Alyssa Milano Describes Being in the Room for Ford-Kavanaugh Hearing: "There Was a Lot of Rage"

Alyssa Milano talks to media before the Senate Judiciary Committee hearing - September 27, 2018 - Getty-H 2018
Michael Reynolds-Pool/Getty Images

The actress and prominent #MeToo activist, who attended Thursday's hearing, tells The Hollywood Reporter how the mood shifted from a "feeling of hope" to one of anger during Christine Blasey Ford and Brett Kavanaugh's Senate testimonies.

Alyssa Milano had a unique vantage point during the riveting Christine Blasey Ford and Judge Brett Kavanaugh testimonies. The actress and #MeToo activist was in the room when the Supreme Court nominee and his sexual assault accuser shared their conflicting stories before the Senate Judiciary Committee on Thursday.

"I wasn’t there with any political agenda. I was there to support a survivor of sexual assault," Milano tells The Hollywood Reporter on Friday morning. "As a survivor, it literally is all of our worst nightmares come true. This is exactly the reason why we don’t come forward, or we don’t report. Because of the scrutiny. Because a man’s word will always mean more than our word. And it’s disgusting."

Milano attended the hearing as a guest of Sen. Dianne Feinstein's and her presence became a much-talked-about moment on social media, as millions of people tuned into what has become a high-stakes and divisive confirmation process for President Trump's high-court nominee.  

An outspoken supporter of Ford's ever since the allegations against Kavanaugh first surfaced, Milano had written an op-ed ahead of Thursday's hearing explaining why she waited to report her own sexual assaults, which happened when she was a teenager. "I believe Christine Blasey Ford, and I demand that our senators vote to reject Brett Kavanaugh as the next justice on the Supreme Court," she wrote.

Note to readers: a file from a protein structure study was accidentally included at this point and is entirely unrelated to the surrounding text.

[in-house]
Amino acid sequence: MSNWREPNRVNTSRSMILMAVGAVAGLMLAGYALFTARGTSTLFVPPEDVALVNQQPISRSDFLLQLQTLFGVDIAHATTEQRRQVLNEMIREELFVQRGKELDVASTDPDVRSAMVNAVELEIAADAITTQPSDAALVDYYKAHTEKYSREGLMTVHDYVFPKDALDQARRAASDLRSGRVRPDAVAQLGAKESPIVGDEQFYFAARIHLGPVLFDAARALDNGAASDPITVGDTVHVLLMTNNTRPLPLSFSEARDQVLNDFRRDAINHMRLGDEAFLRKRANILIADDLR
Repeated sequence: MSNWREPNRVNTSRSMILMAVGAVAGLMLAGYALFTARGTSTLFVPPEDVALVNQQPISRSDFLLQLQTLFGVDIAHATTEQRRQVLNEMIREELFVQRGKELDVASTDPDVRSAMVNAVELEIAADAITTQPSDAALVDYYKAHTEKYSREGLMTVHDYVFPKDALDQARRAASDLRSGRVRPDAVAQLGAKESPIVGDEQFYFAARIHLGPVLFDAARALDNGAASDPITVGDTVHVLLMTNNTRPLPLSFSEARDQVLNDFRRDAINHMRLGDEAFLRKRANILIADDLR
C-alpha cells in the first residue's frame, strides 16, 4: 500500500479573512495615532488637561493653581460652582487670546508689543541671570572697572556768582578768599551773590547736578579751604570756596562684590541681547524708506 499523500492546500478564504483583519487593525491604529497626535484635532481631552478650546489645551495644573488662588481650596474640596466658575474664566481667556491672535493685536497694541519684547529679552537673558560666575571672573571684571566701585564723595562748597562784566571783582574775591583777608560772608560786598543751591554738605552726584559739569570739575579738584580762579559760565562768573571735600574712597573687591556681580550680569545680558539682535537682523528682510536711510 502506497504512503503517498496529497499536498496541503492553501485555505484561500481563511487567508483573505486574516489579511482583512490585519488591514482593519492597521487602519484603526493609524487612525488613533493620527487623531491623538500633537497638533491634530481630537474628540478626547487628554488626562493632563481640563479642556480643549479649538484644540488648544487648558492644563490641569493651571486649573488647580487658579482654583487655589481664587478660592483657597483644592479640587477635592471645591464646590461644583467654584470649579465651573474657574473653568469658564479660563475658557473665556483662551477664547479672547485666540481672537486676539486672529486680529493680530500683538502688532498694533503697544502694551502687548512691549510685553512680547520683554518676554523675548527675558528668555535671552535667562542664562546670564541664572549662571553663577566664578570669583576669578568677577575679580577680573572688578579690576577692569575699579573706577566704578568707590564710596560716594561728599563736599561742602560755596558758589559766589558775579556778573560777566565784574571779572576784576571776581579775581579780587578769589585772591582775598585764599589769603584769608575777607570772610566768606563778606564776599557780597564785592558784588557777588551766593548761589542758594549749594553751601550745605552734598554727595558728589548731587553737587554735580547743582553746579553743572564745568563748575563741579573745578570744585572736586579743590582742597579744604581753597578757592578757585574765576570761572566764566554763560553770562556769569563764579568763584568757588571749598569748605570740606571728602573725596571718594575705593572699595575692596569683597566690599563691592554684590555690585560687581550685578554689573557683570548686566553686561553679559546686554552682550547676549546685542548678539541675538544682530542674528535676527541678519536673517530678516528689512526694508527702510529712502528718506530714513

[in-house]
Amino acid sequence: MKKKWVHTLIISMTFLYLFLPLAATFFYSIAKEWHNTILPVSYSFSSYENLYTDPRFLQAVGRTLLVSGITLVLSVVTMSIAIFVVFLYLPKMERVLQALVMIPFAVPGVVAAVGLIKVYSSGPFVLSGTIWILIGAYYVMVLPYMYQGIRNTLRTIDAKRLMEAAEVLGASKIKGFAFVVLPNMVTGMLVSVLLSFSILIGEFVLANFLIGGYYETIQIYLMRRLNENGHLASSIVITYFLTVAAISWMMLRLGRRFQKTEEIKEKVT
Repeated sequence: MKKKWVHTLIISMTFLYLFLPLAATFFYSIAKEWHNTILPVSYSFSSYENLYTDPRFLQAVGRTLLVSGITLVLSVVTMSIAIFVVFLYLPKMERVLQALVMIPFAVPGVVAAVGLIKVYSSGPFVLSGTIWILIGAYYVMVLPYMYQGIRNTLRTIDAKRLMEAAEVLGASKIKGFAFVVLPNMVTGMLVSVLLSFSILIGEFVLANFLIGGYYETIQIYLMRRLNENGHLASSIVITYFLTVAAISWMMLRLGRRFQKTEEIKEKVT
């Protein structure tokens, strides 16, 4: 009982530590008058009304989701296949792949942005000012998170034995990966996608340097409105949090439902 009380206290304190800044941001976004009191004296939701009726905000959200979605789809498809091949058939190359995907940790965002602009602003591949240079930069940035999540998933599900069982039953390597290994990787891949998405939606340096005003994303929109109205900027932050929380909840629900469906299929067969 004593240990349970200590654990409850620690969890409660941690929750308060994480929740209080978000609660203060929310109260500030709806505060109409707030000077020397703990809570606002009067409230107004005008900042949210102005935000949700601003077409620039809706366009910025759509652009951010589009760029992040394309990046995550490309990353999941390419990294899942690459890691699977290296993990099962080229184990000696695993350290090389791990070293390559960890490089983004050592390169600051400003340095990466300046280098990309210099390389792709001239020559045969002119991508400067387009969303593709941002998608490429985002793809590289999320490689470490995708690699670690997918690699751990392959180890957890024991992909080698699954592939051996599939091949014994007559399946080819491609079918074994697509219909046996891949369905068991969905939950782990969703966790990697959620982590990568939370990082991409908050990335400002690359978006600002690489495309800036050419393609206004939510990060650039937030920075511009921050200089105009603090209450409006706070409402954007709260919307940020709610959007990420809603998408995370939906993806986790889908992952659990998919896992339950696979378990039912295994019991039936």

Now, as the Senate panel prepares to vote on Kavanaugh's fate, Milano takes THR inside the courtroom to describe how the mood went from hopeful to one of rage during the nearly nine-hour televised event, and shares her first-hand takeaways from the extraordinary, emotional day: "I needed to be there to prove that a man’s misogyny should not take precedence over a survivor’s humanity."

Are you still in Washington, D.C.?

I am. I’m about to go to a protest in front of the Supreme Court.

How did you come to be a guest of Sen. Dianne Feinstein's at the hearing?

I’ve been in touch with her office for the last 18 months on various issues, and once it was announced that they were going to be reopening the hearing, she asked if I would like to come be her guest.

What were your conversations like with Sen. Feinstein in terms of the expectations ahead of Thursday?

I think everybody was really hopeful. The energy in that room in the morning was very hopeful. It was coming from a place of support. I was sitting next to Sen. Gillibrand and my dear friend, Congresswoman Maloney was across from me. Fatima Goss Graves [president and CEO of the National Women's Law Center] and [#MeToo founder] Tarana Burke were behind me. We all needed to be there to support Dr. Ford and it was definitely a feeling of hope. Throughout her testimony, what you could not see as someone watching at home were the senators on the Republican side being disengaged, looking at their cell phones. I felt they were so worried about the optics of white men asking a woman questions about her sexual assault and it just made them look worse, in my opinion. It made them look like they didn’t care. It gave them the opportunity to disengage, not be present and not have to look her in the eye or feel any sort of sympathy. I also feel like having a female counsel there was a really great opportunity that if it didn’t work in their favor they would be able to blame a woman.

You had a different vantage point being in the room.

My best friend who is with me told me that Kavanaugh was doing that thing with his tongue? And I couldn’t see any of that. Everything was from behind. So I was seeing under the table that his knee was bobbing up and down. I could see him breathing heavy. And then I could obviously feel and hear his anger and rage.